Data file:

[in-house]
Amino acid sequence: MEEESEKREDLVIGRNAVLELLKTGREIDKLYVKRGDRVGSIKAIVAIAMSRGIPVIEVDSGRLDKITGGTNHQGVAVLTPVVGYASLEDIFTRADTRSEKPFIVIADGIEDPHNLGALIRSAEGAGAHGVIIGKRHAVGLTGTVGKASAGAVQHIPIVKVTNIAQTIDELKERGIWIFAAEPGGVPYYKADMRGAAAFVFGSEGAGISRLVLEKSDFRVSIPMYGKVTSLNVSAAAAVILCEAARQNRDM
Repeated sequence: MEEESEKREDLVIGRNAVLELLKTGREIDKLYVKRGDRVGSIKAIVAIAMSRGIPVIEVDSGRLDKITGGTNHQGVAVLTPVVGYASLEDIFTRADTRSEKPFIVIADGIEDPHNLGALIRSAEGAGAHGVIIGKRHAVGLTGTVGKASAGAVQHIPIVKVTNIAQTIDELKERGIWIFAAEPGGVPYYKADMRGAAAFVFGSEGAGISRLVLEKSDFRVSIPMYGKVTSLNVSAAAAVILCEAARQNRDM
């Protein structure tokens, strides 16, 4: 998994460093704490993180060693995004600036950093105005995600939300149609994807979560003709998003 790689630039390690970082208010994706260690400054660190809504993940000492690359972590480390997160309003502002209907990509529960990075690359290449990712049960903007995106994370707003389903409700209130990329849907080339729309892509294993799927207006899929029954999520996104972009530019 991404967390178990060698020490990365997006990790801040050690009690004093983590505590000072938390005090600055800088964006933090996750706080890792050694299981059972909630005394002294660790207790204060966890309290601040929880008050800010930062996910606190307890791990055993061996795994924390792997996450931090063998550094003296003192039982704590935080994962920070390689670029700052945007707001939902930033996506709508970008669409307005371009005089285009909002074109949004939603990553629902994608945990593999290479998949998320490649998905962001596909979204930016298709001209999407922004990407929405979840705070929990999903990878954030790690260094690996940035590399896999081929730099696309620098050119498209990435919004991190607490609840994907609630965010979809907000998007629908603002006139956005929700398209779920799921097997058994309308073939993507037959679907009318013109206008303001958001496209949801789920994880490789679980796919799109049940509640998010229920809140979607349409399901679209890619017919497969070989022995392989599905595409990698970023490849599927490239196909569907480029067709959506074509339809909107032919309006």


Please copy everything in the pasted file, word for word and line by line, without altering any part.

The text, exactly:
[in-house]
Amino acid sequence: MEEESEKREDLVIGRNAVLELLKTGREIDKLYVKRGDRVGSIKAIVAIAMSRGIPVIEVDSGRLDKITGGTNHQGVAVLTPVVGYASLEDIFTRADTRSEKPFIVIADGIEDPHNLGALIRSAEGAGAHGVIIGKRHAVGLTGTVGKASAGAVQHIPIVKVTNIAQTIDELKERGIWIFAAEPGGVPYYKADMRGAAAFVFGSEGAGISRLVLEKSDFRVSIPMYGKVTSLNVSAAAAVILCEAARQNRDM
Repeated sequence: MEEESEKREDLVIGRNAVLELLKTGREIDKLYVKRGDRVGSIKAIVAIAMSRGIPVIEVDSGRLDKITGGTNHQGVAVLTPVVGYASLEDIFTRADTRSEKPFIVIADGIEDPHNLGALIRSAEGAGAHGVIIGKRHAVGLTGTVGKASAGAVQHIPIVKVTNIAQTIDELKERGIWIFAAEPGGVPYYKADMRGAAAFVFGSEGAGISRLVLEKSDFRVSIPMYGKVTSLNVSAAAAVILCEAARQNRDM
């Protein structure tokens, strides 16, 4: 998994460093704490993180060693995004600036950093105005995600939300149609994807979560003709998003 790689630039390690970082208010994706260690400054660190809504993940000492690359972590480390997160309003502002209907990509529960990075690359290449990712049960903007995106994370707003389903409700209130990329849907080339729309892509294993799927207006899929029954999520996104972009530019 991404967390178990060698020490990365997006990790801040050690009690004093983590505590000072938390005090600055800088964006933090996750706080890792050694299981059972909630005394002294660790207790204060966890309290601040929880008050800010930062996910606190307890791990055993061996795994924390792997996450931090063998550094003296003192039982704590935080994962920070390689670029700052945007707001939902930033996506709508970008669409307005371009005089285009909002074109949004939603990553629902994608945990593999290479998949998320490649998905962001596909979204930016298709001209999407922004990407929405979840705070929990999903990878954030790690260094690996940035590399896999081929730099696309620098050119498209990435919004991190607490609840994907609630965010979809907000998007629908603002006139956005929700398209779920799921097997058994309308073939993507037959679907009318013109206008303001958001496209949801789920994880490789679980796919799109049940509640998010229920809140979607349409399901679209890619017919497969070989022995392989599905595409990698970023490849599927490239196909569907480029067709959506074509339809909107032919309006």